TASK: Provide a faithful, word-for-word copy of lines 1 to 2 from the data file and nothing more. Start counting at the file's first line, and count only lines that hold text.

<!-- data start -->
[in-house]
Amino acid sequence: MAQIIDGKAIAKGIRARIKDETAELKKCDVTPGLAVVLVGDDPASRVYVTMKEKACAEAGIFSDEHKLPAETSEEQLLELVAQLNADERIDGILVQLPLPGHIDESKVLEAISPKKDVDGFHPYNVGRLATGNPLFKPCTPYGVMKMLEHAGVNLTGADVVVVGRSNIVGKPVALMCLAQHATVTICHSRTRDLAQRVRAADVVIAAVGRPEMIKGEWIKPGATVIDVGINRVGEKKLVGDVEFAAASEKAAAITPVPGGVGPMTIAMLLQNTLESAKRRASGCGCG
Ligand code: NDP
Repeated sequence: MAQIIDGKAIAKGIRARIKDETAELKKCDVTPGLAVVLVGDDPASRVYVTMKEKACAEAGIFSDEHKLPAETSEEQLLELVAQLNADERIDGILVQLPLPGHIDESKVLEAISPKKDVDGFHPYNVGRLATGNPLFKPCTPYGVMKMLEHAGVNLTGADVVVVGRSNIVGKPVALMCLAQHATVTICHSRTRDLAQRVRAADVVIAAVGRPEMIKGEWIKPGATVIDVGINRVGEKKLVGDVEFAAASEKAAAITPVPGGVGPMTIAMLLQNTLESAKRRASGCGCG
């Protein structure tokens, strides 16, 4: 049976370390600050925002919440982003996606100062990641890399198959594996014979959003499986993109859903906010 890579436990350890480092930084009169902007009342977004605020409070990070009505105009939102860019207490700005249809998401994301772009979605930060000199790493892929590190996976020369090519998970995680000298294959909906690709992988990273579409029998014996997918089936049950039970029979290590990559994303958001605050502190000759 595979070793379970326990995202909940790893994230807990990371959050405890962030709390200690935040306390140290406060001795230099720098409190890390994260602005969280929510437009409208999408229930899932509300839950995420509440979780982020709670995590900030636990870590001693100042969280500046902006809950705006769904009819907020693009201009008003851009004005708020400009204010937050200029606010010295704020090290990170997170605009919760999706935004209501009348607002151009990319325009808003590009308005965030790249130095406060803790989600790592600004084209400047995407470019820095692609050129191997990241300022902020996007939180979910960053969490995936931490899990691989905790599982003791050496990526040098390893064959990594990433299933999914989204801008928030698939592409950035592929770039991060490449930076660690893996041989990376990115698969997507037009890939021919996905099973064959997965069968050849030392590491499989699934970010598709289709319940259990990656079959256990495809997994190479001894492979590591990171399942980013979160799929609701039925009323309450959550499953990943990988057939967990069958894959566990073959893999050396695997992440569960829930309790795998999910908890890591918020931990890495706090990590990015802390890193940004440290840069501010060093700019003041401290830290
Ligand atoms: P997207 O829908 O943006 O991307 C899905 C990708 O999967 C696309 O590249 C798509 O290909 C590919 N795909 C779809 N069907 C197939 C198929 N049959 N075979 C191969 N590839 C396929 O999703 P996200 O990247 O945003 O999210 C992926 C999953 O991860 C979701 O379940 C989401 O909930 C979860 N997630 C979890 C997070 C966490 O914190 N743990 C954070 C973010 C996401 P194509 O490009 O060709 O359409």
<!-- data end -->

[in-house]
Amino acid sequence: MAQIIDGKAIAKGIRARIKDETAELKKCDVTPGLAVVLVGDDPASRVYVTMKEKACAEAGIFSDEHKLPAETSEEQLLELVAQLNADERIDGILVQLPLPGHIDESKVLEAISPKKDVDGFHPYNVGRLATGNPLFKPCTPYGVMKMLEHAGVNLTGADVVVVGRSNIVGKPVALMCLAQHATVTICHSRTRDLAQRVRAADVVIAAVGRPEMIKGEWIKPGATVIDVGINRVGEKKLVGDVEFAAASEKAAAITPVPGGVGPMTIAMLLQNTLESAKRRASGCGCG